Here's Ellison on the origins of a hybrid national American identity: "Out of democratic principles set down on paper in the Constitution and the Bill of Rights they were improvising themselves into a nation, scraping together a conscious culture out of the various dialects, idioms, lingos, and mythologies of America's diverse peoples and regions." Conscious culture is an important idea because usually we think of culture as so inherited by our environment as to be underneath our waking awareness of it, like fish in the sea. Yet by way of thorough education and commitment to specific principles and values, you can consciously create and/or influence a culture.

Once you're hip to how culture works, you can articulate and re-enact the force of culture for the good, the beautiful and the true. This is one of the highest purposes and functions of art and artists. You can use culture, in her personal and interpersonal extensions, to bring about changes in the social realm that can be seen and measured. But you have to play, to swing, to swim in the realms of the invisible, but no less real, dimensions. Inner, interior dynamics, from feelings and memories to cultural tools and meanings, can be marshaled in this way. That's what writers do; that's what artists do. Music itself is called the art of the invisible, so turn inward, to the world out of which music flows. The narrative arc here points to the always resonant metaphor of the hero. So, one way to use culture, in this heroic model, this hero metaphor, this variation on Heru (Horus) of ancient Kamit (Egypt), is to combine your personal energy, integrity, talent, intellect, and power with others who share the same vision, mission, and willingness to act courageously in the world.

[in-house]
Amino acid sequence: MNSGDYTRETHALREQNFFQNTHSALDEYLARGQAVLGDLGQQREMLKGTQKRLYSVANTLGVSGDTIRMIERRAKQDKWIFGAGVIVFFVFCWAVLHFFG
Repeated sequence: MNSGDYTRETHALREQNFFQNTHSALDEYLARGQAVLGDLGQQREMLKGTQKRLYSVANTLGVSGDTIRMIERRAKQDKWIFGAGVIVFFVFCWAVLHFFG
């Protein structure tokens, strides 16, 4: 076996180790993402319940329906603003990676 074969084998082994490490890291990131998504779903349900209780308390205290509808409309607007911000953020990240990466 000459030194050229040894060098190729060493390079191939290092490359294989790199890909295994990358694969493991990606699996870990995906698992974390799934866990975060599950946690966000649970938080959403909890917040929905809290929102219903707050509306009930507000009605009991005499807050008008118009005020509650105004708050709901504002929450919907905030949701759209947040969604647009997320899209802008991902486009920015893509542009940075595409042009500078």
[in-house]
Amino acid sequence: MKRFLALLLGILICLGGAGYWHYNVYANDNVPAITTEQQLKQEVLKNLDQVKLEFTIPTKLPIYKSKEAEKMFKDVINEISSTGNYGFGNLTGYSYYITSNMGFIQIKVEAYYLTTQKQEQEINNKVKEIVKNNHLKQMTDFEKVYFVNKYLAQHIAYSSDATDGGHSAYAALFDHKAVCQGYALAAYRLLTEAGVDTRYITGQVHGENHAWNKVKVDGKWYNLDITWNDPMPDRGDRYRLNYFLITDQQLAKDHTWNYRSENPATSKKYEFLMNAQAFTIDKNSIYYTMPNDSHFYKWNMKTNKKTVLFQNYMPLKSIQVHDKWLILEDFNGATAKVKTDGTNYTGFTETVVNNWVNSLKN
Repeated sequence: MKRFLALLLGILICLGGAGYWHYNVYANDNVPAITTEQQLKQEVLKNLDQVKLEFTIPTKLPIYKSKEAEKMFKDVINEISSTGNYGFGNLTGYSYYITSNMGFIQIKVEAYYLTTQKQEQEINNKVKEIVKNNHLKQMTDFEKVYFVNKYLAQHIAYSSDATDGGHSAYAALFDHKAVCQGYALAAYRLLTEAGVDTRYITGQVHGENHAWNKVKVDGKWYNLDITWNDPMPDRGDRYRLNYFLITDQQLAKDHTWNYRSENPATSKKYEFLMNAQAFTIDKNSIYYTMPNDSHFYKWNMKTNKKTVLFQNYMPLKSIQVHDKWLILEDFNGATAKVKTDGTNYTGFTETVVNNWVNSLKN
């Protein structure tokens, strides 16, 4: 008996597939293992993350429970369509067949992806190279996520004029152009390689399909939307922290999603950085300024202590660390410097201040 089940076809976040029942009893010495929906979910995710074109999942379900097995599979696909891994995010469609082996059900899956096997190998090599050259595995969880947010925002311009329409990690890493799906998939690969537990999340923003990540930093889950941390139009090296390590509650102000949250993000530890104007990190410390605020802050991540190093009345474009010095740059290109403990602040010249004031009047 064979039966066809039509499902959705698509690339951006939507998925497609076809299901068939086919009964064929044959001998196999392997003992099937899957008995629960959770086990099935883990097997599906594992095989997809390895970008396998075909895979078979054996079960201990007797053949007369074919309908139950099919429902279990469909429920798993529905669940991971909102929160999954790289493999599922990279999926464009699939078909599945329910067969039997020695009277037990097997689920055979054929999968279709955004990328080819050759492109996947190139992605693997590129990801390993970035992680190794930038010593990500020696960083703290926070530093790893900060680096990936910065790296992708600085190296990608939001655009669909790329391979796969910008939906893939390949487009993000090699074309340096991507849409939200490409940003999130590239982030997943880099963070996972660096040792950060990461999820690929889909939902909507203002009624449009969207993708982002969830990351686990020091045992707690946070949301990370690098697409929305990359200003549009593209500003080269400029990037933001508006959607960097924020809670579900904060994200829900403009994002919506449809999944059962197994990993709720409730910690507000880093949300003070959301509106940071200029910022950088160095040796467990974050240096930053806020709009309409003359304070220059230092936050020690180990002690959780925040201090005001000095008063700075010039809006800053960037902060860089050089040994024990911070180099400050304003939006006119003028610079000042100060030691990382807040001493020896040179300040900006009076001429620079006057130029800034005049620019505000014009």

Ellison also thought that culture is about exchange and interchange, a dialectical and dialogical process in which cultural forms and ideas are utilized freely in an open, pluralistic society. "You are not going to lose a certain way with words because it is built into the way we speak," he said in 1973 to journalist Hollie I. West. "What we call rapping or riffing—you are going to hear your daddy talking or your uncle or your older brothers and sisters. This is preserved in speech and its informed attitudes, which can range from the most explicit to that which is implicit and subtle...What will happen, I think, is that as you become conscious as an artist, you will begin to exploit it consciously. You will work at it in terms of what others have done in other cultures. You will abstract motives from there and impose them within your own scheme.

"But it's a give-and-take human thing rather than a racial thing, and at some point we're going to have to realize that simply by having the same skin we're not all the same people. There are many cultural levels within the Negro group. There are people who are on the folk level in their cultural lives, even though they might be operating computers. And there are people who shine shoes who, in their cultural lives, are on the high level of articulate culture.

Hollie I West: This reminds me of something that Duke Ellington said to me in an interview. He said the pull of American culture was so strong that no one could resist it.

Ralph Ellison: Not only that, but it's in the artifacts, you see...Negroes thought they were going to isolate themselves by putting on an Afro. The Jewish kids, the blonde kids—they're wearing them too. Why? Because it's irresistible. It's a style. It's a new way of making the human body do something; and it operates over and beyond any question of race."